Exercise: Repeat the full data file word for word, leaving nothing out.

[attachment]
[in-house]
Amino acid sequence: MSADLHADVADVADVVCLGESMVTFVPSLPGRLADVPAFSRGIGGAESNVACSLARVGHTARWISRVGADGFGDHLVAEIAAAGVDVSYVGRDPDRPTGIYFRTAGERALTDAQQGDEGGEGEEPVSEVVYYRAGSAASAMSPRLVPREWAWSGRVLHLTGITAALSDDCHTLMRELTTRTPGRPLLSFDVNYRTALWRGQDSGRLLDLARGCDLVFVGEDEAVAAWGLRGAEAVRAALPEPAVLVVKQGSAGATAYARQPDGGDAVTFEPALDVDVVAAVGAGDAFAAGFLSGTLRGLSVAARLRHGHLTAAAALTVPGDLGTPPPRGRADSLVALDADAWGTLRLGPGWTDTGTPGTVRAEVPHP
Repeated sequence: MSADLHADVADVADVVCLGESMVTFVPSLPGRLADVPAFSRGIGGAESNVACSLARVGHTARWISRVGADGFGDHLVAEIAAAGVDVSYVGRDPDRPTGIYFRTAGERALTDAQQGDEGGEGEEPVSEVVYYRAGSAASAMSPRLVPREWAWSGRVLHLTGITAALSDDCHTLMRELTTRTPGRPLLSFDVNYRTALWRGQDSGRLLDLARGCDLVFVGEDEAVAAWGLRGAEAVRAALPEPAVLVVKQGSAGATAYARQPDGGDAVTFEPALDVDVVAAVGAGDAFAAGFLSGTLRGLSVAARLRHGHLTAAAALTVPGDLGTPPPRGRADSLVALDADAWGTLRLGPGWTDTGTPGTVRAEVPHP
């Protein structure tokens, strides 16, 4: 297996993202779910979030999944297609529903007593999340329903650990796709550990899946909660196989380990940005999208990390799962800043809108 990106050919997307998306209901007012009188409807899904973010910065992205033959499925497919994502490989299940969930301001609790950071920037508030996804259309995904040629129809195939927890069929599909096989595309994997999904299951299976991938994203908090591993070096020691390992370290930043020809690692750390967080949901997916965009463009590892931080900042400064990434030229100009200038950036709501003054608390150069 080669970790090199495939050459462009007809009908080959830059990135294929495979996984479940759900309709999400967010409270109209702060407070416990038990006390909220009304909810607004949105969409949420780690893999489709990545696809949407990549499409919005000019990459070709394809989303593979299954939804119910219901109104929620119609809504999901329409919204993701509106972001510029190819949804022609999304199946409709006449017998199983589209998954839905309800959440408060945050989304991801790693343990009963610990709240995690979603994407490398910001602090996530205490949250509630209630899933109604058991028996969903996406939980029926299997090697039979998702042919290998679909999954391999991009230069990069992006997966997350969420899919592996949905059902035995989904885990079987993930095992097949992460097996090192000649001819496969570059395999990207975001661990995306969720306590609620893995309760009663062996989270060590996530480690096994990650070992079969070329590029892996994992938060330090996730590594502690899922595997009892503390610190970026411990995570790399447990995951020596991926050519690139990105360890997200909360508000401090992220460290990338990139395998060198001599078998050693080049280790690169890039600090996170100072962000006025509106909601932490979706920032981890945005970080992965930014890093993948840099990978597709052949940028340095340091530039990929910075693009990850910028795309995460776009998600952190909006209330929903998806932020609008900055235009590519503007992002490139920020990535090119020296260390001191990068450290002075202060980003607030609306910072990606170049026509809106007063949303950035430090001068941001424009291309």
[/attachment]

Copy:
[in-house]
Amino acid sequence: MSADLHADVADVADVVCLGESMVTFVPSLPGRLADVPAFSRGIGGAESNVACSLARVGHTARWISRVGADGFGDHLVAEIAAAGVDVSYVGRDPDRPTGIYFRTAGERALTDAQQGDEGGEGEEPVSEVVYYRAGSAASAMSPRLVPREWAWSGRVLHLTGITAALSDDCHTLMRELTTRTPGRPLLSFDVNYRTALWRGQDSGRLLDLARGCDLVFVGEDEAVAAWGLRGAEAVRAALPEPAVLVVKQGSAGATAYARQPDGGDAVTFEPALDVDVVAAVGAGDAFAAGFLSGTLRGLSVAARLRHGHLTAAAALTVPGDLGTPPPRGRADSLVALDADAWGTLRLGPGWTDTGTPGTVRAEVPHP
Repeated sequence: MSADLHADVADVADVVCLGESMVTFVPSLPGRLADVPAFSRGIGGAESNVACSLARVGHTARWISRVGADGFGDHLVAEIAAAGVDVSYVGRDPDRPTGIYFRTAGERALTDAQQGDEGGEGEEPVSEVVYYRAGSAASAMSPRLVPREWAWSGRVLHLTGITAALSDDCHTLMRELTTRTPGRPLLSFDVNYRTALWRGQDSGRLLDLARGCDLVFVGEDEAVAAWGLRGAEAVRAALPEPAVLVVKQGSAGATAYARQPDGGDAVTFEPALDVDVVAAVGAGDAFAAGFLSGTLRGLSVAARLRHGHLTAAAALTVPGDLGTPPPRGRADSLVALDADAWGTLRLGPGWTDTGTPGTVRAEVPHP
């Protein structure tokens, strides 16, 4: 297996993202779910979030999944297609529903007593999340329903650990796709550990899946909660196989380990940005999208990390799962800043809108 990106050919997307998306209901007012009188409807899904973010910065992205033959499925497919994502490989299940969930301001609790950071920037508030996804259309995904040629129809195939927890069929599909096989595309994997999904299951299976991938994203908090591993070096020691390992370290930043020809690692750390967080949901997916965009463009590892931080900042400064990434030229100009200038950036709501003054608390150069 080669970790090199495939050459462009007809009908080959830059990135294929495979996984479940759900309709999400967010409270109209702060407070416990038990006390909220009304909810607004949105969409949420780690893999489709990545696809949407990549499409919005000019990459070709394809989303593979299954939804119910219901109104929620119609809504999901329409919204993701509106972001510029190819949804022609999304199946409709006449017998199983589209998954839905309800959440408060945050989304991801790693343990009963610990709240995690979603994407490398910001602090996530205490949250509630209630899933109604058991028996969903996406939980029926299997090697039979998702042919290998679909999954391999991009230069990069992006997966997350969420899919592996949905059902035995989904885990079987993930095992097949992460097996090192000649001819496969570059395999990207975001661990995306969720306590609620893995309760009663062996989270060590996530480690096994990650070992079969070329590029892996994992938060330090996730590594502690899922595997009892503390610190970026411990995570790399447990995951020596991926050519690139990105360890997200909360508000401090992220460290990338990139395998060198001599078998050693080049280790690169890039600090996170100072962000006025509106909601932490979706920032981890945005970080992965930014890093993948840099990978597709052949940028340095340091530039990929910075693009990850910028795309995460776009998600952190909006209330929903998806932020609008900055235009590519503007992002490139920020990535090119020296260390001191990068450290002075202060980003607030609306910072990606170049026509809106007063949303950035430090001068941001424009291309």